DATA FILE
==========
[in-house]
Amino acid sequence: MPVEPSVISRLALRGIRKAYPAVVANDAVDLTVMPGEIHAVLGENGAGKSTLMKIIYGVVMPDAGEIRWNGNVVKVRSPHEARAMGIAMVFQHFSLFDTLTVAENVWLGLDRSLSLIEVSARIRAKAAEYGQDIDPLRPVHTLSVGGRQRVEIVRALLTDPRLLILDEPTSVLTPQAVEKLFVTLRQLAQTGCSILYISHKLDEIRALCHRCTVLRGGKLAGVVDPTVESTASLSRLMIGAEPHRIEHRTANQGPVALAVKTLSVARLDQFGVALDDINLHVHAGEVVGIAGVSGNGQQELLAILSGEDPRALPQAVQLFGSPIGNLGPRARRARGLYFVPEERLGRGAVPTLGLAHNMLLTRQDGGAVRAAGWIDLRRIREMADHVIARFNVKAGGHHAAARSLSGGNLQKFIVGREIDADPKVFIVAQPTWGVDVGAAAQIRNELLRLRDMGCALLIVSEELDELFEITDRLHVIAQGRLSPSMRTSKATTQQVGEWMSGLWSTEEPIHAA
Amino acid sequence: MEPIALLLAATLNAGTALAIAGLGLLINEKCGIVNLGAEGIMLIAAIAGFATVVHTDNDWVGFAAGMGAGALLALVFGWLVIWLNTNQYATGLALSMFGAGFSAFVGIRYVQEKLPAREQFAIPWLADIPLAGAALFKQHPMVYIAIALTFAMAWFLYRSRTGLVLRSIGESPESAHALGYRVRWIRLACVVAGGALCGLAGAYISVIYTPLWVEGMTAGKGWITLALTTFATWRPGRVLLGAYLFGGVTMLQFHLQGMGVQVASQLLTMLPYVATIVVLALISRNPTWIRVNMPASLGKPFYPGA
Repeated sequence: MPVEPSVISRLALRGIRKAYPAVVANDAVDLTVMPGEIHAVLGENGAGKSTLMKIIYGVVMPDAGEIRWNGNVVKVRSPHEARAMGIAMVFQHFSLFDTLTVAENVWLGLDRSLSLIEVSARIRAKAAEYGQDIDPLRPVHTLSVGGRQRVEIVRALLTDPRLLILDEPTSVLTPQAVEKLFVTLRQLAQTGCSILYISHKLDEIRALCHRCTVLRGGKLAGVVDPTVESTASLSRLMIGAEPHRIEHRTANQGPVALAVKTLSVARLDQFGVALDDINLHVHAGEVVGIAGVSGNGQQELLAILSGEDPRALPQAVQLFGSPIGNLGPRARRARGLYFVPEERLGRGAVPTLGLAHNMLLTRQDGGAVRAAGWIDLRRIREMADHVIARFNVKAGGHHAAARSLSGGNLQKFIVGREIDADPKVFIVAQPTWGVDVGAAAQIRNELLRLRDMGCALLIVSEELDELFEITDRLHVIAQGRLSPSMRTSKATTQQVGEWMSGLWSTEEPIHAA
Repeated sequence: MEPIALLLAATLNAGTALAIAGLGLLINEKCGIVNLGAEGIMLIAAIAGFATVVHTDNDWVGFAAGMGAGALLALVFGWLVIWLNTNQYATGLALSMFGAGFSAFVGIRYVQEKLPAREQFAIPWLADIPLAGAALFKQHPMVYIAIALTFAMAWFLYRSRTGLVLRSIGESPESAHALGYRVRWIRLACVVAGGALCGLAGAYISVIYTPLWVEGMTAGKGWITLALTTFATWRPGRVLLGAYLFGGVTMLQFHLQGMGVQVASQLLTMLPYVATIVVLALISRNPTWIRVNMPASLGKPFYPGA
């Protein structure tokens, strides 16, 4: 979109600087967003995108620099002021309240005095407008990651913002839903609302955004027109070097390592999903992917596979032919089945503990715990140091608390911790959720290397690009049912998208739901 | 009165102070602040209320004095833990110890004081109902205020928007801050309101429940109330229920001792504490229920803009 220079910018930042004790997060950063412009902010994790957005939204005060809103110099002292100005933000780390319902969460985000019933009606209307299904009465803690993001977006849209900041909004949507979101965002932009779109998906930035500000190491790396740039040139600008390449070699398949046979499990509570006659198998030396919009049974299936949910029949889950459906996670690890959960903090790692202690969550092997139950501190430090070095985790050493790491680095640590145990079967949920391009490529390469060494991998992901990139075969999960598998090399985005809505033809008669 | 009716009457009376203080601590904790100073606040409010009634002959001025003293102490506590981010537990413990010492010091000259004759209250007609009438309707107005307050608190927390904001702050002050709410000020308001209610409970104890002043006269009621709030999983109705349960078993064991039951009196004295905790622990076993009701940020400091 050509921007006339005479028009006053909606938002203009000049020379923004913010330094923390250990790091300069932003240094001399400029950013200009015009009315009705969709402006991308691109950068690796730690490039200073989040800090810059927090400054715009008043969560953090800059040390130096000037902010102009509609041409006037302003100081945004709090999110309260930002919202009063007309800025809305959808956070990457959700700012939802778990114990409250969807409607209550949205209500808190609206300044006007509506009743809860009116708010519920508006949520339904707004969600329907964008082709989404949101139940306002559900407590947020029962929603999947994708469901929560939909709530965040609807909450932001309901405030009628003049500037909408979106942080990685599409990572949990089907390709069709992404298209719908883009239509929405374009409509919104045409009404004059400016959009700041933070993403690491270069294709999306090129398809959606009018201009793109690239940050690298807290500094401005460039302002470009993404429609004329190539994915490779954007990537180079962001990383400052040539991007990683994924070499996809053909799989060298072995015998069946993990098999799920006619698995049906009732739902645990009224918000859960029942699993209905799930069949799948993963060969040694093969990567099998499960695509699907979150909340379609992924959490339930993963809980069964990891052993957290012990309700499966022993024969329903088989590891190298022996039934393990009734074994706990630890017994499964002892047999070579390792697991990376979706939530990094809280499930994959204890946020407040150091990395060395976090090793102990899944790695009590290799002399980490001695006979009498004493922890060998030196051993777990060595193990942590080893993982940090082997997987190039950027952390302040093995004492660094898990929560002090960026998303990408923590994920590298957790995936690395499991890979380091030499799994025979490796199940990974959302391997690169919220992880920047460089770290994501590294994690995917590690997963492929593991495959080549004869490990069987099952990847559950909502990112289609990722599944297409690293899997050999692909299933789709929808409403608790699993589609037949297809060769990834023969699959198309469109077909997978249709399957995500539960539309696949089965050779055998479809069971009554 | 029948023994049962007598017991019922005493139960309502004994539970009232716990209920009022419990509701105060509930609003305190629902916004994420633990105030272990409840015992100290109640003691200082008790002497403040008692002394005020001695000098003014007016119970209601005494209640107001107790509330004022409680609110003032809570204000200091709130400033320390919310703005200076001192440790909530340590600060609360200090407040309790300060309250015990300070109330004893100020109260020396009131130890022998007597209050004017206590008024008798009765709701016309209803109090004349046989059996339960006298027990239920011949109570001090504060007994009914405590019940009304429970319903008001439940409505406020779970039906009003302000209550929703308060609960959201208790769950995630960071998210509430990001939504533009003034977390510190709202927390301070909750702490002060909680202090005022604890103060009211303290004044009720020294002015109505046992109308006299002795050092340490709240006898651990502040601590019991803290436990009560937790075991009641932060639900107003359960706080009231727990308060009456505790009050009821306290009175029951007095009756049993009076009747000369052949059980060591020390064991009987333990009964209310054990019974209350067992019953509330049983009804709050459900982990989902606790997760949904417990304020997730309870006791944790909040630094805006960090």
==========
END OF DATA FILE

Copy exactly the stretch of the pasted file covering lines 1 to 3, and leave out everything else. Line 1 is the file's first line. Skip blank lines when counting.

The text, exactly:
[in-house]
Amino acid sequence: MPVEPSVISRLALRGIRKAYPAVVANDAVDLTVMPGEIHAVLGENGAGKSTLMKIIYGVVMPDAGEIRWNGNVVKVRSPHEARAMGIAMVFQHFSLFDTLTVAENVWLGLDRSLSLIEVSARIRAKAAEYGQDIDPLRPVHTLSVGGRQRVEIVRALLTDPRLLILDEPTSVLTPQAVEKLFVTLRQLAQTGCSILYISHKLDEIRALCHRCTVLRGGKLAGVVDPTVESTASLSRLMIGAEPHRIEHRTANQGPVALAVKTLSVARLDQFGVALDDINLHVHAGEVVGIAGVSGNGQQELLAILSGEDPRALPQAVQLFGSPIGNLGPRARRARGLYFVPEERLGRGAVPTLGLAHNMLLTRQDGGAVRAAGWIDLRRIREMADHVIARFNVKAGGHHAAARSLSGGNLQKFIVGREIDADPKVFIVAQPTWGVDVGAAAQIRNELLRLRDMGCALLIVSEELDELFEITDRLHVIAQGRLSPSMRTSKATTQQVGEWMSGLWSTEEPIHAA
Amino acid sequence: MEPIALLLAATLNAGTALAIAGLGLLINEKCGIVNLGAEGIMLIAAIAGFATVVHTDNDWVGFAAGMGAGALLALVFGWLVIWLNTNQYATGLALSMFGAGFSAFVGIRYVQEKLPAREQFAIPWLADIPLAGAALFKQHPMVYIAIALTFAMAWFLYRSRTGLVLRSIGESPESAHALGYRVRWIRLACVVAGGALCGLAGAYISVIYTPLWVEGMTAGKGWITLALTTFATWRPGRVLLGAYLFGGVTMLQFHLQGMGVQVASQLLTMLPYVATIVVLALISRNPTWIRVNMPASLGKPFYPGA